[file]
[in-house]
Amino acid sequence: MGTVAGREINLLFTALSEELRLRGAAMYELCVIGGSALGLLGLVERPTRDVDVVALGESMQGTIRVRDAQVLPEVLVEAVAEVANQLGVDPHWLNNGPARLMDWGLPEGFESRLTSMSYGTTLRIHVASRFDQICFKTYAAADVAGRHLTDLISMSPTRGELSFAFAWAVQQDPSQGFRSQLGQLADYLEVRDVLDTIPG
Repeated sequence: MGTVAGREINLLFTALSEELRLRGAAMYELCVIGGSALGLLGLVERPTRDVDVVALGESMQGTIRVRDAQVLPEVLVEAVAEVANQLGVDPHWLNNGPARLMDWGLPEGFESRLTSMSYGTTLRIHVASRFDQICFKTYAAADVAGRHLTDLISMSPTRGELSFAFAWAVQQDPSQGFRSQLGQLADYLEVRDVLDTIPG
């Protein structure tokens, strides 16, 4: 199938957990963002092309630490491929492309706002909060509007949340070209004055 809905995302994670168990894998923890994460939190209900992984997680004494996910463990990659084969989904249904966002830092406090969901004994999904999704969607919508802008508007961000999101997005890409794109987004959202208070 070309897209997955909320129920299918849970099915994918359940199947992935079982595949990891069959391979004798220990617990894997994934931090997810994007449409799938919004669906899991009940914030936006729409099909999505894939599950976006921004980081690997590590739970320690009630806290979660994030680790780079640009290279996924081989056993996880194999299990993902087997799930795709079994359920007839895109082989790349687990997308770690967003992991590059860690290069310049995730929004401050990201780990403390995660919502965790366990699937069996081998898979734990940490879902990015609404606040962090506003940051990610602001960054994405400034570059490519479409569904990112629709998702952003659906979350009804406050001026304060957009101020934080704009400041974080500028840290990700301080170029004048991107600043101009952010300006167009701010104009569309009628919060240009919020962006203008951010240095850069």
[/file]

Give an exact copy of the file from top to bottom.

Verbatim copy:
[in-house]
Amino acid sequence: MGTVAGREINLLFTALSEELRLRGAAMYELCVIGGSALGLLGLVERPTRDVDVVALGESMQGTIRVRDAQVLPEVLVEAVAEVANQLGVDPHWLNNGPARLMDWGLPEGFESRLTSMSYGTTLRIHVASRFDQICFKTYAAADVAGRHLTDLISMSPTRGELSFAFAWAVQQDPSQGFRSQLGQLADYLEVRDVLDTIPG
Repeated sequence: MGTVAGREINLLFTALSEELRLRGAAMYELCVIGGSALGLLGLVERPTRDVDVVALGESMQGTIRVRDAQVLPEVLVEAVAEVANQLGVDPHWLNNGPARLMDWGLPEGFESRLTSMSYGTTLRIHVASRFDQICFKTYAAADVAGRHLTDLISMSPTRGELSFAFAWAVQQDPSQGFRSQLGQLADYLEVRDVLDTIPG
């Protein structure tokens, strides 16, 4: 199938957990963002092309630490491929492309706002909060509007949340070209004055 809905995302994670168990894998923890994460939190209900992984997680004494996910463990990659084969989904249904966002830092406090969901004994999904999704969607919508802008508007961000999101997005890409794109987004959202208070 070309897209997955909320129920299918849970099915994918359940199947992935079982595949990891069959391979004798220990617990894997994934931090997810994007449409799938919004669906899991009940914030936006729409099909999505894939599950976006921004980081690997590590739970320690009630806290979660994030680790780079640009290279996924081989056993996880194999299990993902087997799930795709079994359920007839895109082989790349687990997308770690967003992991590059860690290069310049995730929004401050990201780990403390995660919502965790366990699937069996081998898979734990940490879902990015609404606040962090506003940051990610602001960054994405400034570059490519479409569904990112629709998702952003659906979350009804406050001026304060957009101020934080704009400041974080500028840290990700301080170029004048991107600043101009952010300006167009701010104009569309009628919060240009919020962006203008951010240095850069």